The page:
OV-10 "Bronco"


Rifle armament includes four machine guns M60 caliber 7,62-mm, mounted in containers. The choice of infantry, rather than aircraft machine guns, due to the desire to avoid problems with the replenishment of ammunition in the field. On 7, suspension assemblies could be located: suspended containers with cannons, rockets, bombs and incendiary tanks with a total weight of up to 1600 kg.



The main operator of the Bronco in Southeast Asia was the Marine Corps. A number of aircraft used by the army.
ОV-10 showed very high efficiency in combat operations, it favorably differed from its predecessors by booking, survivability, speed and armament. The plane had good maneuverability, excellent visibility from the cockpit, it was almost impossible to knock it out of small arms. In addition, the OV-10 had a very short call response time.



For a long time, the Bronco was a kind of benchmark for a light anti-guerrilla attack aircraft. As part of the Air Force of other countries participated in anti-insurgency operations and military coups.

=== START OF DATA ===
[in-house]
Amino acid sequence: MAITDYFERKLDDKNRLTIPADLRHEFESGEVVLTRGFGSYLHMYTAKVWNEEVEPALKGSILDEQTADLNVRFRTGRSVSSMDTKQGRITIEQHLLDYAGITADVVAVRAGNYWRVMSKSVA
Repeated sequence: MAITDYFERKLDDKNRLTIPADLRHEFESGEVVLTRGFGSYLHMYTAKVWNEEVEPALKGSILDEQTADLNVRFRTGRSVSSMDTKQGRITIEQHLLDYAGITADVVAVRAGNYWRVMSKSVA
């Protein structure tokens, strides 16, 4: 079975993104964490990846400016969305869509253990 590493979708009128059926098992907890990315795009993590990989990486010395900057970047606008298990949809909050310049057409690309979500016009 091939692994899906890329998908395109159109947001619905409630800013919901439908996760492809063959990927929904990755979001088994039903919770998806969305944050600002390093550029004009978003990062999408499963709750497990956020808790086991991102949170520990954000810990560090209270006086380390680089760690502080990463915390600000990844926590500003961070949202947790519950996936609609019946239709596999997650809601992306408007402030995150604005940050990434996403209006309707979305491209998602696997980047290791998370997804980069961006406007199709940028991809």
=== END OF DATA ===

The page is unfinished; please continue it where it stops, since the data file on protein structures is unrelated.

- Venezuela: participation in an attempted military coup in 1992, while a quarter of the OV-10 air fleet of the Venezuelan Air Force was lost.
- Indonesia: against partisans in East Timor.
- Colombia: participation in the local civil war.
- Morocco: against the partisans of POLISARIO in Western Sahara.
- Thailand: in the border conflict with Laos, and against local partisans.
- Philippines: participation in an attempted military coup in the 1987 year, as well as in anti-terrorist operations on Mindanao.



In the US, the OV-10 was finally retired in 1994. Some of the decommissioned aircraft were used by government anti-narcotics organizations and in fire aviation.

In Vietnam's 1967, the American lightweight double attack aircraft A-37 Dragonfly “debuted”. It was developed by Cessna based on T-37.


A-37 Dragonfly


The design of the A-37 returned to the idea of ​​the attack aircraft as a well-armored aircraft with direct support from the troops, which subsequently developed during the development of the Su-25 and A-10 attack aircraft.